Business Advice for Event Planners (PART 2)
Part 2: Building your Brand
You have an angle, and you have registered your business name. Now it’s time to get serious. Building your own brand can be tons of fun and can attract some real attention if done right.
Before diving into building your website, business cards, marketing collateral, etc., remember this one fundamental: CONSISTENCY!
When you’re building your brand, you’ll want all aspects of the business (from your website to your business card to your advertising) to have a consistent look and feel. Think about a logo that’s easy to use in different formats, images that are easily convertible from online to print, and a specific writing tone that helps clients identify with your brand.
It’s 2014, and there’s no excuse for a business not to have a website. You might not get a lot of traffic at first, but most clients won’t trust you if you don’t have some online presence.
You can easily find online templates that help you build a professional-looking website. I personally love squarespace.com: for a very inexpensive monthly subscription fee, you can build a professional website based on numerous templates, even if you don’t have any web design experience.
A few pointers when building your website:
- As previously mentioned, make sure the URL is somewhere along the lines of [your business name].com. The closer the domain is to your business name, the better.
- Unless you’re a web designer (or you hire one), stick with a proven template. It might be useful to spend a little time researching best practices for web page design to avoid making classic mistakes (i.e. avoid flash-based websites, etc.)
- Plan your site before getting started. On paper, write down the “wireframe” for your website: how many pages you need, what content will be on these pages, what the navigation will be like. At minimum, you’ll have:
- A home page
- A “products & services” page
- An “about me/us” page
- A “contact” page
- Research basic Search Engine Optimization (SEO) principles and stick to them. This will help users find your website when they type your business name into Google.
- Be careful with the photographs or images you use on your site. Make sure you have the rights to use them in that context. Stock photography is an option, but if you have the time and resources to use your own photographs, there’s nothing better!
A note about email addresses: having an email address for your business hosted on a personal email provider looks amateur at best. It’s very easy and inexpensive to set up a business email account that can help you look infinitely more professional.
Consider: firstname.lastname@example.org vs. email@example.com. Which one would you trust more?
Your Business Cards
Business owners spend a lot of time designing and updating their business cards. It’s an important aspect of any business that deals with clients face-to-face, but at the same time a traditional business card can miss the mark if it doesn’t link your business image.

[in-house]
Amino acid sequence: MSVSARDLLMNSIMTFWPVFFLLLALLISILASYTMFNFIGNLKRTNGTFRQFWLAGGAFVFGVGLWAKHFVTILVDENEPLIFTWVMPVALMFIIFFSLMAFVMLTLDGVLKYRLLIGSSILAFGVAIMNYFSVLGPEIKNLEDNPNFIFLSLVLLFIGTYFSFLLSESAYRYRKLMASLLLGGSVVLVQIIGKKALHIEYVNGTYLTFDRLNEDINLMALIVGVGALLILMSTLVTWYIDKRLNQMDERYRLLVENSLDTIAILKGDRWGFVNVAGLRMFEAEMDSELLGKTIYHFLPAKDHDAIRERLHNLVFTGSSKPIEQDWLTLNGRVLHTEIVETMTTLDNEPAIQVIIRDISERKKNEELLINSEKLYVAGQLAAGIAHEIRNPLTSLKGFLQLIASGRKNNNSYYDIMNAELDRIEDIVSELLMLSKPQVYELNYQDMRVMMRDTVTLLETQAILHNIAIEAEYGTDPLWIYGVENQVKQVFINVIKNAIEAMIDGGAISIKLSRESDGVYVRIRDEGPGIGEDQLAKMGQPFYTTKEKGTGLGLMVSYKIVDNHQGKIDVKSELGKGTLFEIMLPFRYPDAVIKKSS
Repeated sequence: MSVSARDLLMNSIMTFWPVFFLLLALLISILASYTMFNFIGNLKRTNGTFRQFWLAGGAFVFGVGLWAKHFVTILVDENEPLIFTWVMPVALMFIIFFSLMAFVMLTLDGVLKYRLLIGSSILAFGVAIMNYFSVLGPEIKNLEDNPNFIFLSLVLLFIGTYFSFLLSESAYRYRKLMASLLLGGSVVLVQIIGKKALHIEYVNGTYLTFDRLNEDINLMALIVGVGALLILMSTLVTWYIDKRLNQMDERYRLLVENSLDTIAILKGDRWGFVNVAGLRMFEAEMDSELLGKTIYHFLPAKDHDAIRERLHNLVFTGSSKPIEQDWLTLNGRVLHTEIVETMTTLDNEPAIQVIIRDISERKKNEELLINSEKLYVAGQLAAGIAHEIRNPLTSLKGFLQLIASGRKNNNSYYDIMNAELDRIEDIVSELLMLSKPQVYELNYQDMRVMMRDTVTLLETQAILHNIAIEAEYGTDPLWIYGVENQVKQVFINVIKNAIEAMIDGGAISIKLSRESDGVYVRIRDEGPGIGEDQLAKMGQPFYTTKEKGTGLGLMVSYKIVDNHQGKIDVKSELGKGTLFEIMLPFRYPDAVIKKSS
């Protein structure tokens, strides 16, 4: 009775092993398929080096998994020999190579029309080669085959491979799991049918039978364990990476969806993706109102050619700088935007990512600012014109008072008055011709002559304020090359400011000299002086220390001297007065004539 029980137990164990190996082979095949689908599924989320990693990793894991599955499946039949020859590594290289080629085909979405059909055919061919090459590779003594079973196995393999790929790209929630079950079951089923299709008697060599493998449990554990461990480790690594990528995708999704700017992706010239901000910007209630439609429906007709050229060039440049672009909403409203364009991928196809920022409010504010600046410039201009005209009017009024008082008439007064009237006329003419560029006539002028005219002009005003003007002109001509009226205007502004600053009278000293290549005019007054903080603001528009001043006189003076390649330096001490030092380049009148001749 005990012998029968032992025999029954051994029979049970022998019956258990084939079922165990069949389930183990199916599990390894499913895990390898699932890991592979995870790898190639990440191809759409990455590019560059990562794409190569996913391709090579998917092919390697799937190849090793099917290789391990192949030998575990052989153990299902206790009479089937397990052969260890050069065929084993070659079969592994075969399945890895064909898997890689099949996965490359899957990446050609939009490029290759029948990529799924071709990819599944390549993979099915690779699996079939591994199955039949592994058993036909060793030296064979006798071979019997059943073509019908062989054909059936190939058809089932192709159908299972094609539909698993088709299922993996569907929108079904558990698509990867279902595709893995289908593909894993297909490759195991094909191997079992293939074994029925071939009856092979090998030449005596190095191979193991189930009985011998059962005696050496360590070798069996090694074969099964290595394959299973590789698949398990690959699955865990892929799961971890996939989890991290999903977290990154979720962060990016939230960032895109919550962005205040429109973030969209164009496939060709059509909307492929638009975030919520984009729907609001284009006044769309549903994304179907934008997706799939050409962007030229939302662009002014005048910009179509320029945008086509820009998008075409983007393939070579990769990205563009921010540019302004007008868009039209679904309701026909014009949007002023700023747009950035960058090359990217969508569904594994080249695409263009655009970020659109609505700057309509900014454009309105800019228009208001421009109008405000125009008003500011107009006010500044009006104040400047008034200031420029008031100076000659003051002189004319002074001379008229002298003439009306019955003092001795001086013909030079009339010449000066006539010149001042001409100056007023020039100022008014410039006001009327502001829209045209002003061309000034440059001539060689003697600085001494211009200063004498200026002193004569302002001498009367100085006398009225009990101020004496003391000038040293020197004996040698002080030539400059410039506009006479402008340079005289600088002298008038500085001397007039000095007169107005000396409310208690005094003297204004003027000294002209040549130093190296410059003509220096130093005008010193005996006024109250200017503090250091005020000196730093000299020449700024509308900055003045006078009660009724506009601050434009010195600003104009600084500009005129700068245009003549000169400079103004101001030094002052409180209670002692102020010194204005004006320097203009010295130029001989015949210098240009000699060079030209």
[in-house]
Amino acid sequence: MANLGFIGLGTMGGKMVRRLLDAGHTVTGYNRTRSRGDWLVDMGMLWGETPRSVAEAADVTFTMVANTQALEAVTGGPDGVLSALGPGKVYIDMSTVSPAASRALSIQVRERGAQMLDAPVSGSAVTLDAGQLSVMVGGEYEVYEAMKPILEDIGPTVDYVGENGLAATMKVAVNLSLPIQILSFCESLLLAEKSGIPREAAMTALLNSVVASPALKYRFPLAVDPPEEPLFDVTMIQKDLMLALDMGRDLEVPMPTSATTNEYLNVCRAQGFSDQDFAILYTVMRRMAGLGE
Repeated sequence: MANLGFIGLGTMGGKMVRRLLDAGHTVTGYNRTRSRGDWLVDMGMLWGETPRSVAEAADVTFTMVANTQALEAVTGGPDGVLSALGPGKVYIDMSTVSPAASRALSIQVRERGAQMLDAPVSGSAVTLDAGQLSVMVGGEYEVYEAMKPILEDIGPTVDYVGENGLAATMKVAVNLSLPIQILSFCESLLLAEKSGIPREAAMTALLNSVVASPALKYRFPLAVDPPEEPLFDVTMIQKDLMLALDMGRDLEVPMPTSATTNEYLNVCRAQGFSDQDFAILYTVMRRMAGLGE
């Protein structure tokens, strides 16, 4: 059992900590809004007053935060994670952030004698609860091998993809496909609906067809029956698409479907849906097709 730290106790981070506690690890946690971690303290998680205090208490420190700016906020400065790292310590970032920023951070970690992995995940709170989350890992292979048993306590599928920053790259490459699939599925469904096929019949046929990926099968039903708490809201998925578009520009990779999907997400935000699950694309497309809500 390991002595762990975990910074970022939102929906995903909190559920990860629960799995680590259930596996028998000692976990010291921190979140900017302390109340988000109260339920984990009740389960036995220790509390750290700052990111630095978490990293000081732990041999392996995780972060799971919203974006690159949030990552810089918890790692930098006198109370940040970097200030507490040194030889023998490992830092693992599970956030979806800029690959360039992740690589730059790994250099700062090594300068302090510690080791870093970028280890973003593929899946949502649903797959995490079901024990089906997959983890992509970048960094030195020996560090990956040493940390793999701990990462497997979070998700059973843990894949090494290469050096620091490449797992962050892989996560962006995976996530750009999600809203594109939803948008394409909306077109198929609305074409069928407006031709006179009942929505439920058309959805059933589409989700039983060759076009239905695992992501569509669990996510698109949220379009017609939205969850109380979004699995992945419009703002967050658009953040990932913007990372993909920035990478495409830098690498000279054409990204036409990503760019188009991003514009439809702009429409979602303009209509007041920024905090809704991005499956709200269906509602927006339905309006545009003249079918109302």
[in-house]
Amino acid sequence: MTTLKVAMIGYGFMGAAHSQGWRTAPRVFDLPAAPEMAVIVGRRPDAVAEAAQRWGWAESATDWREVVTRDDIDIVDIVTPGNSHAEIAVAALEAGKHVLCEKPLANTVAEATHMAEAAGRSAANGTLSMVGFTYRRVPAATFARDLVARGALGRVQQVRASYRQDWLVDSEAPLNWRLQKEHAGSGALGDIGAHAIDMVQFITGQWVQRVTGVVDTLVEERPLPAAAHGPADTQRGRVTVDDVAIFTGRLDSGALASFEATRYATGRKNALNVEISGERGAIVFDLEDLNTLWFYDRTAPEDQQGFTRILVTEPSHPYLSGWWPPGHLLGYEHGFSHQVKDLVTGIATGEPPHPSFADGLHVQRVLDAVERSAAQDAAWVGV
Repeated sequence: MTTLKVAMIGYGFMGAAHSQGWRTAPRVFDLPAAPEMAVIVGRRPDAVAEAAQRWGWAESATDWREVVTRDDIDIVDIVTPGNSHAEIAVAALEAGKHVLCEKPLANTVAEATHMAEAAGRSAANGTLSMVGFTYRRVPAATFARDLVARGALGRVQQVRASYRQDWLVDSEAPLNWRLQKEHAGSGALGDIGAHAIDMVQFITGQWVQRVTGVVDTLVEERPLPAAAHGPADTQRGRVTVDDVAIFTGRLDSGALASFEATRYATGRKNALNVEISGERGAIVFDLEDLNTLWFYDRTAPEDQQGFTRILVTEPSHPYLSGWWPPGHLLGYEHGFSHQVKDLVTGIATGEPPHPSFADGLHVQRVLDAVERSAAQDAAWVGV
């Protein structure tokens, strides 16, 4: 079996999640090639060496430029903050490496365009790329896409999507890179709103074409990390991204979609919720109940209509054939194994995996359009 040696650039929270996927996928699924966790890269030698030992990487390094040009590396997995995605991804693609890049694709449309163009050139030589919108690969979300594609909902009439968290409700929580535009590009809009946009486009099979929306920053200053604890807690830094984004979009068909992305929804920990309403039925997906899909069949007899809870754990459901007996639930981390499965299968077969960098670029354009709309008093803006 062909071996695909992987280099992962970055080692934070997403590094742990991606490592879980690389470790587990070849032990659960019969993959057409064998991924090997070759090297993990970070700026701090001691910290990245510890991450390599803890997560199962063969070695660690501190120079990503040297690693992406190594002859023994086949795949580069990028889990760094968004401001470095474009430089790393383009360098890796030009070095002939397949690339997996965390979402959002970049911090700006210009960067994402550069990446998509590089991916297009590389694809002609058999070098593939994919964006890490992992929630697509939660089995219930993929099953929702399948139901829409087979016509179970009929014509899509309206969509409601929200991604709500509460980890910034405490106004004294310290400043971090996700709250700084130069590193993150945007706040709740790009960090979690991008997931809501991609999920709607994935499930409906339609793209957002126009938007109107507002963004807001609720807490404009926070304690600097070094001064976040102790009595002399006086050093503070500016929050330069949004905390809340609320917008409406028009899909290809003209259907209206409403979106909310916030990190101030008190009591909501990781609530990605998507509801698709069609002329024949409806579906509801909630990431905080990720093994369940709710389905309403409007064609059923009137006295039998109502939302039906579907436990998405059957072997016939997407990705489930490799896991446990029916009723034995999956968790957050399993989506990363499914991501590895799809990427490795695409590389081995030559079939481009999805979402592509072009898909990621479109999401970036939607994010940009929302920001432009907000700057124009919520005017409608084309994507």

Before you get started, establish a budget for your business cards. Figure out how much you’re willing to spend on the design and production of your cards, and also figure out how many cards you’d realistically need. You’d be amazed how many people forget this crucial step and end up spending over 20 hours and thousands of dollars on business cards that are hardly ever used.
Business Card Basics:
- All Business Cards should contain the following:
- The company name and logo
- Your name and position
- Your phone number and email address
- The company website
- Keep it simple: avoid busy photo backgrounds or fancy, illegible fonts.
- Stay within standard business card dimensions. They are easier for clients to handle.
- Keep it consistent: try to use the same terminology, font, colors as you do on your website.
- Consider alternatives to the standard paper card: Today you can find suppliers that will create business cards made of plastic, hardwood, lace… whatever you’d like! These types of cards are more expensive, but are more likely to be noticed (and used!) by customers. So if you have a healthy budget and need a limited amount of cards, this is a wonderful option to consider!
Your Social Media Pages
Along with your website, you’ll probably want to become an active presence on social media channels. This is an area to connect directly with your clients and other vendors.
We’ll discuss the intricacies of Social Media in part 3 of this series, but here are some basics you’ll want to keep in mind when building any social media business account.
- Surprise-surprise, you’ll want to keep consistent with the business image you’ve already developed on your website and business card. That means using the same colors, text and image styles, etc.
- Make sure your logo is present on all your business pages, and link back to your website on all your accounts.
- If your name is anywhere on your business’ social media accounts (and it should be), then pay attention to your personal profile as well. Make sure your own profile doesn’t contain any messages or pictures that could alienate or offend your clients.
Stay tuned for Part 3: Marketing to Clients